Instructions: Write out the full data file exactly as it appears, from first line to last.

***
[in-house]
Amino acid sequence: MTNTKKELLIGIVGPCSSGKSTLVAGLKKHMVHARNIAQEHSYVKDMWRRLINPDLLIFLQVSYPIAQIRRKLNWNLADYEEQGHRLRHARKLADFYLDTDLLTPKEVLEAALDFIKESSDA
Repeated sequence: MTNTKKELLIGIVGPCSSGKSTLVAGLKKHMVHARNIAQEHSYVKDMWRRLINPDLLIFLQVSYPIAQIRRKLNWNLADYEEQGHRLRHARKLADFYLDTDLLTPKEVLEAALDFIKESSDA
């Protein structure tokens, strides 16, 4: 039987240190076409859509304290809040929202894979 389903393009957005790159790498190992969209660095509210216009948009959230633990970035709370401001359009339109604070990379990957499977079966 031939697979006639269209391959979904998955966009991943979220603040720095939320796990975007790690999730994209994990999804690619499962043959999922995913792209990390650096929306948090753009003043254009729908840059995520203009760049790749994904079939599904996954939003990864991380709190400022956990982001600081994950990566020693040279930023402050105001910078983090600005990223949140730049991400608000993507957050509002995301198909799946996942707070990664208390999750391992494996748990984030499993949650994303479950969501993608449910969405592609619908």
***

[in-house]
Amino acid sequence: MTNTKKELLIGIVGPCSSGKSTLVAGLKKHMVHARNIAQEHSYVKDMWRRLINPDLLIFLQVSYPIAQIRRKLNWNLADYEEQGHRLRHARKLADFYLDTDLLTPKEVLEAALDFIKESSDA
Repeated sequence: MTNTKKELLIGIVGPCSSGKSTLVAGLKKHMVHARNIAQEHSYVKDMWRRLINPDLLIFLQVSYPIAQIRRKLNWNLADYEEQGHRLRHARKLADFYLDTDLLTPKEVLEAALDFIKESSDA
């Protein structure tokens, strides 16, 4: 039987240190076409859509304290809040929202894979 389903393009957005790159790498190992969209660095509210216009948009959230633990970035709370401001359009339109604070990379990957499977079966 031939697979006639269209391959979904998955966009991943979220603040720095939320796990975007790690999730994209994990999804690619499962043959999922995913792209990390650096929306948090753009003043254009729908840059995520203009760049790749994904079939599904996954939003990864991380709190400022956990982001600081994950990566020693040279930023402050105001910078983090600005990223949140730049991400608000993507957050509002995301198909799946996942707070990664208390999750391992494996748990984030499993949650994303479950969501993608449910969405592609619908």